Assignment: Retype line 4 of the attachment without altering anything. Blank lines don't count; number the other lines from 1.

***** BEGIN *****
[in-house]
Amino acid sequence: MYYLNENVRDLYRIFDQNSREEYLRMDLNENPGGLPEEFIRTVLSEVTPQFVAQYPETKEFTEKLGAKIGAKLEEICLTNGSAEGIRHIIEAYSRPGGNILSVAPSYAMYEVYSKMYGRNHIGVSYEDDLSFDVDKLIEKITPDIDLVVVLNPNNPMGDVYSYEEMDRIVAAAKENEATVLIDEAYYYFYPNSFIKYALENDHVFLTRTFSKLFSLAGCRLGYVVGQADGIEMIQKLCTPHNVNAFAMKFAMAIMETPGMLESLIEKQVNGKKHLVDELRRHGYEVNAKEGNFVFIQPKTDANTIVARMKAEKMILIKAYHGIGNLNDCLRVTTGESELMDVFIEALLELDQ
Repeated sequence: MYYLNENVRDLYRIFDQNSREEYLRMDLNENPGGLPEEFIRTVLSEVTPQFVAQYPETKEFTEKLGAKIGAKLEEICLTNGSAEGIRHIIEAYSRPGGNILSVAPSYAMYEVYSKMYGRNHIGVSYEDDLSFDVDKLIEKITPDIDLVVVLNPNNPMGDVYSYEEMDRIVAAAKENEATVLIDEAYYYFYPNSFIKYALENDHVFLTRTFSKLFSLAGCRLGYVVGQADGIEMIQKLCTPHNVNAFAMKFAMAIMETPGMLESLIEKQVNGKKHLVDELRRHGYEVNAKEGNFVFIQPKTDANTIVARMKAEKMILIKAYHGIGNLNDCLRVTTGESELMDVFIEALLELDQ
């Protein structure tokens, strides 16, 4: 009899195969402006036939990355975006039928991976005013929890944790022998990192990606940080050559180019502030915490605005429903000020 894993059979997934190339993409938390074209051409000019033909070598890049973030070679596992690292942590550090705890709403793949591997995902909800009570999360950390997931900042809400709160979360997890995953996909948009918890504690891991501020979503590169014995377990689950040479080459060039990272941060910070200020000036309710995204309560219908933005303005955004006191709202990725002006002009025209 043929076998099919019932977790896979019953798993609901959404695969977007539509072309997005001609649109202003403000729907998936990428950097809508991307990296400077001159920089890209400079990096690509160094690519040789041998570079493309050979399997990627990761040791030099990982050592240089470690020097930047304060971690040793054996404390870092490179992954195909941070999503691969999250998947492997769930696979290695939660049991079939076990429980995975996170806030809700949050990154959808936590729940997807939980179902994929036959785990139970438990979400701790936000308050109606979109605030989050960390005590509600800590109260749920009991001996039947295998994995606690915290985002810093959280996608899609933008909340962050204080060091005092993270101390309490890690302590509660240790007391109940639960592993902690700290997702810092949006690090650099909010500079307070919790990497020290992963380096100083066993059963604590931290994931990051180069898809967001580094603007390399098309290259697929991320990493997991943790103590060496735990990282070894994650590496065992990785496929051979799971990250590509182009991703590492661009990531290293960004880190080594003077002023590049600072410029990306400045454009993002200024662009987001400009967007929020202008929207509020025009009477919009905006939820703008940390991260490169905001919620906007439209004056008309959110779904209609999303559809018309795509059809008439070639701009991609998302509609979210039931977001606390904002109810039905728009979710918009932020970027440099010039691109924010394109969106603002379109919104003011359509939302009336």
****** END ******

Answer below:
């Protein structure tokens, strides 16, 4: 009899195969402006036939990355975006039928991976005013929890944790022998990192990606940080050559180019502030915490605005429903000020 894993059979997934190339993409938390074209051409000019033909070598890049973030070679596992690292942590550090705890709403793949591997995902909800009570999360950390997931900042809400709160979360997890995953996909948009918890504690891991501020979503590169014995377990689950040479080459060039990272941060910070200020000036309710995204309560219908933005303005955004006191709202990725002006002009025209 043929076998099919019932977790896979019953798993609901959404695969977007539509072309997005001609649109202003403000729907998936990428950097809508991307990296400077001159920089890209400079990096690509160094690519040789041998570079493309050979399997990627990761040791030099990982050592240089470690020097930047304060971690040793054996404390870092490179992954195909941070999503691969999250998947492997769930696979290695939660049991079939076990429980995975996170806030809700949050990154959808936590729940997807939980179902994929036959785990139970438990979400701790936000308050109606979109605030989050960390005590509600800590109260749920009991001996039947295998994995606690915290985002810093959280996608899609933008909340962050204080060091005092993270101390309490890690302590509660240790007391109940639960592993902690700290997702810092949006690090650099909010500079307070919790990497020290992963380096100083066993059963604590931290994931990051180069898809967001580094603007390399098309290259697929991320990493997991943790103590060496735990990282070894994650590496065992990785496929051979799971990250590509182009991703590492661009990531290293960004880190080594003077002023590049600072410029990306400045454009993002200024662009987001400009967007929020202008929207509020025009009477919009905006939820703008940390991260490169905001919620906007439209004056008309959110779904209609999303559809018309795509059809008439070639701009991609998302509609979210039931977001606390904002109810039905728009979710918009932020970027440099010039691109924010394109969106603002379109919104003011359509939302009336």